Angus Trumble’s 1913 In Retrospect


“According to The Times newspaper, ‘freakish ideas’ in millinery were prevalent in England, as, for example, in a new ‘hat of black paille anglaise, trimmed with a straight band of white Ottoman ribbon and two very long cut feathers in white...and the hat exacts almost universal praise under the magic of chic....’”

Resident chronologer Angus Trumble examines 1913, when milliners, Machu Picchu and the Mona Lisa made headlines.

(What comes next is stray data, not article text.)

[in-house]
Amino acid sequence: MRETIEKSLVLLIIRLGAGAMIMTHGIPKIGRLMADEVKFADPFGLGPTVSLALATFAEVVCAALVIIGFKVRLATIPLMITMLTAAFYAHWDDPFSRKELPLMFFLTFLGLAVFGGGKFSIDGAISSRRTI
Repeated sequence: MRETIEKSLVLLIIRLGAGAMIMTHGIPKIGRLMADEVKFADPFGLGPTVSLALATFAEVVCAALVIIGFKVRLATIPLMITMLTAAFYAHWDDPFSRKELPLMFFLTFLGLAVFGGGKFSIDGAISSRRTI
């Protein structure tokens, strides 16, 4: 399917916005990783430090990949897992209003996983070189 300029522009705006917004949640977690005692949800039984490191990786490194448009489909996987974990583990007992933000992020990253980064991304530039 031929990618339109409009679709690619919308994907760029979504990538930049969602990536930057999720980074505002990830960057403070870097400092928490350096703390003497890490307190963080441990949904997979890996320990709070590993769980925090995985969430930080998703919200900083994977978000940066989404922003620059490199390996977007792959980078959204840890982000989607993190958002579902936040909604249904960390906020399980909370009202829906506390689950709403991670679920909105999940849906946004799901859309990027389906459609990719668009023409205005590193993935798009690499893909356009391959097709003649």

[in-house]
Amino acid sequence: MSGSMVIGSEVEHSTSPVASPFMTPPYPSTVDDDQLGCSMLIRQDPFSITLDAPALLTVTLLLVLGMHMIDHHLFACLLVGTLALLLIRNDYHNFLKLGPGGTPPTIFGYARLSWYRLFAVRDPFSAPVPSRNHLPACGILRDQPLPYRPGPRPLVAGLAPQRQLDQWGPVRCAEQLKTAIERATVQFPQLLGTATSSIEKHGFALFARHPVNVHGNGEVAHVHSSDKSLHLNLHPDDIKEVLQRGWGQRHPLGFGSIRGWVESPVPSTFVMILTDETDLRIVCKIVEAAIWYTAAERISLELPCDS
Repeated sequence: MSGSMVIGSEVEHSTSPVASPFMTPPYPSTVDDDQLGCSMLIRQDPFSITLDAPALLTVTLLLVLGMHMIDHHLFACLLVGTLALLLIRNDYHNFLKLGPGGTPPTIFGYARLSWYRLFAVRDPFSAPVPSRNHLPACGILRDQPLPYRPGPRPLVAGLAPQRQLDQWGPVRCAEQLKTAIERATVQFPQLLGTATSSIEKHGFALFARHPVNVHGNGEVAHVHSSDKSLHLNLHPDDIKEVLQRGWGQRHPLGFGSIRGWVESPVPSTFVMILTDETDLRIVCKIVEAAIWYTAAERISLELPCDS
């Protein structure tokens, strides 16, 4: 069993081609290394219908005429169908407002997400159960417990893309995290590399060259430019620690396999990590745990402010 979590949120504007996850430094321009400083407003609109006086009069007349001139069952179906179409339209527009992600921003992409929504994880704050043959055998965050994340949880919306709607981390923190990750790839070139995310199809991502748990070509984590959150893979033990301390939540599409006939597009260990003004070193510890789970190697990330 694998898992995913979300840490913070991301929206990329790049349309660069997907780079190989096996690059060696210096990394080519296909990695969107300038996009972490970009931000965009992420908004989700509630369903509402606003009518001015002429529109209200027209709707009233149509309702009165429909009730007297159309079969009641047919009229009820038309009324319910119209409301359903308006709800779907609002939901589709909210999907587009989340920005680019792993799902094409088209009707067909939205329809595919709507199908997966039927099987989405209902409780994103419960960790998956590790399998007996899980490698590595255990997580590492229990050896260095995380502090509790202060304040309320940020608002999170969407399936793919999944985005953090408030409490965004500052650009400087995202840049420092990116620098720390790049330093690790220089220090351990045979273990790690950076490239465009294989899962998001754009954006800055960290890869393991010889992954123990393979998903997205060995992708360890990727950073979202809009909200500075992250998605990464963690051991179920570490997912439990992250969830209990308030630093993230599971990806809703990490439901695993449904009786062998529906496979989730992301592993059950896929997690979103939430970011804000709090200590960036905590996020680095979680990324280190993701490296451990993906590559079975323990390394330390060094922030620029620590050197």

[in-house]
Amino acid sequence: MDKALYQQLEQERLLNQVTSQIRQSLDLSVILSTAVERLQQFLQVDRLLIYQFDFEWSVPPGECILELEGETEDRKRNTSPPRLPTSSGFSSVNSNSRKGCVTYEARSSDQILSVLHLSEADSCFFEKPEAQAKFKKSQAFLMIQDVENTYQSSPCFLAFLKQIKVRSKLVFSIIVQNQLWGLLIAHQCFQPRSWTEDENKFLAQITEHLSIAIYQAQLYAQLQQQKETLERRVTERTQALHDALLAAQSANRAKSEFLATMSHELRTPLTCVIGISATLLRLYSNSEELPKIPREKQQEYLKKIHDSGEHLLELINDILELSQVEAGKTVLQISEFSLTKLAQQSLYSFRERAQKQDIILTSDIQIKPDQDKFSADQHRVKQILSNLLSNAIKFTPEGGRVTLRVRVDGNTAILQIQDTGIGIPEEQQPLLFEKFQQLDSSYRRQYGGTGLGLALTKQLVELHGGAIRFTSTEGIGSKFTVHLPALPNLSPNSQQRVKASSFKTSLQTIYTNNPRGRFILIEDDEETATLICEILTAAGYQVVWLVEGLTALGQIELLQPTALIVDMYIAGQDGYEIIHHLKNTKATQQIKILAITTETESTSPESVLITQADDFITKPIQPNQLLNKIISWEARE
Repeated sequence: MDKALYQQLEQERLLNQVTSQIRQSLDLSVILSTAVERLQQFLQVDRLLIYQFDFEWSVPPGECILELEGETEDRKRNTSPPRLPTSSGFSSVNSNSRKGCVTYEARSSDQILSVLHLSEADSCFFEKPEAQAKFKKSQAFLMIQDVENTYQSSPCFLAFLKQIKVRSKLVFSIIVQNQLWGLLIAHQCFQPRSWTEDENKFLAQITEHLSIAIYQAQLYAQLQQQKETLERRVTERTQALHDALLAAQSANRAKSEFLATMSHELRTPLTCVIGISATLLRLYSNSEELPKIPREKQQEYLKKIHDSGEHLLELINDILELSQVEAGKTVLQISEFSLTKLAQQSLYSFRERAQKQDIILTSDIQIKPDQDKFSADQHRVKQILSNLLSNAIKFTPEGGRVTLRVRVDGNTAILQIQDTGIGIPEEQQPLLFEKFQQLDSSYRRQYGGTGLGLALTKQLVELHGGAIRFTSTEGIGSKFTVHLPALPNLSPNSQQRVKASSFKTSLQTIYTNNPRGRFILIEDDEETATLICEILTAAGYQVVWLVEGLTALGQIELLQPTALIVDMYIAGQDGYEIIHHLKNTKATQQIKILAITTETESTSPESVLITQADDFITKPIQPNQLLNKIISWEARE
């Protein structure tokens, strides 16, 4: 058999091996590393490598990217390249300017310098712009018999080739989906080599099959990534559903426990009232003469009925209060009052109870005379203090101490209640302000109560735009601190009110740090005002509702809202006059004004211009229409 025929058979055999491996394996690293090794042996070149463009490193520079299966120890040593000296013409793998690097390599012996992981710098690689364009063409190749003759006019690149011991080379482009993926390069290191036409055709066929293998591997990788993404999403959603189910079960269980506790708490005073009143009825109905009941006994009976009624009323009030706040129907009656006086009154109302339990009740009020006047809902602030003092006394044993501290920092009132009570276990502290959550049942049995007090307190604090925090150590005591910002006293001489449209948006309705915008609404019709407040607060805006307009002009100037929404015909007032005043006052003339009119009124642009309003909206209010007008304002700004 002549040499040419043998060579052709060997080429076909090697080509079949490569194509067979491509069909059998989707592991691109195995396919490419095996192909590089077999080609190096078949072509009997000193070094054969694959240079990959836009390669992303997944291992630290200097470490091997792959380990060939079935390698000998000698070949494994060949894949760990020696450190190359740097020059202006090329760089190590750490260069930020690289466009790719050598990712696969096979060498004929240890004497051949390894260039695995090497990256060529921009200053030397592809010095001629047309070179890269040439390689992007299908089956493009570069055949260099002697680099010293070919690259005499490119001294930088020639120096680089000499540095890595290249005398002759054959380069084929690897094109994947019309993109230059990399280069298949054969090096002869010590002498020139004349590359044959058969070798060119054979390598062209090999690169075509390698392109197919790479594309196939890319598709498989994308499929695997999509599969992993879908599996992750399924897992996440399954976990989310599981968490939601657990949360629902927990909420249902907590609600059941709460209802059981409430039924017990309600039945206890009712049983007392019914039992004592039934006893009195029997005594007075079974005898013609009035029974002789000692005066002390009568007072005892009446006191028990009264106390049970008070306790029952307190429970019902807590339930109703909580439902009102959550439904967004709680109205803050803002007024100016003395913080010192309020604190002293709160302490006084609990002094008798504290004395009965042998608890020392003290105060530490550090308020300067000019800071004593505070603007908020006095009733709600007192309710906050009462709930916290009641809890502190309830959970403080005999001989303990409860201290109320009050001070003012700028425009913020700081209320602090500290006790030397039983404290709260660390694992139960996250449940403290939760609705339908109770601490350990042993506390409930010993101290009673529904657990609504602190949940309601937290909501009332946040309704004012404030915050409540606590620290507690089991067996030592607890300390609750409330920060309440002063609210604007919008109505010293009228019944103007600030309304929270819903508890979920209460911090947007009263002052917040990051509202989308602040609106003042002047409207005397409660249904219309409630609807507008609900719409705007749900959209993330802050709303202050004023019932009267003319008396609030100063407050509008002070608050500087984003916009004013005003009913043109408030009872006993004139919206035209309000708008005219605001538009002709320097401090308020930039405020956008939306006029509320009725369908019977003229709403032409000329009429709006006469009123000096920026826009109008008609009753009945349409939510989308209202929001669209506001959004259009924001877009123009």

Angus Trumble (1964–2022) was the director of the National Portrait Gallery in Canberra, Australia. He was also a senior research fellow at the National Museum of Australia, as well as a curator at the Yale Center for British Art and the Art Gallery of South Australia. Trumble wrote several books, including A Brief History of the Smile (Basic Books, 2004) and The Finger: A Handbook (Farrar Straus and Giroux, 2010). In 2015, he was named a fellow of the Australian Academy of the Humanities. In 2022, he was made an honorary fellow of his alma mater, Trinity College, Melbourne.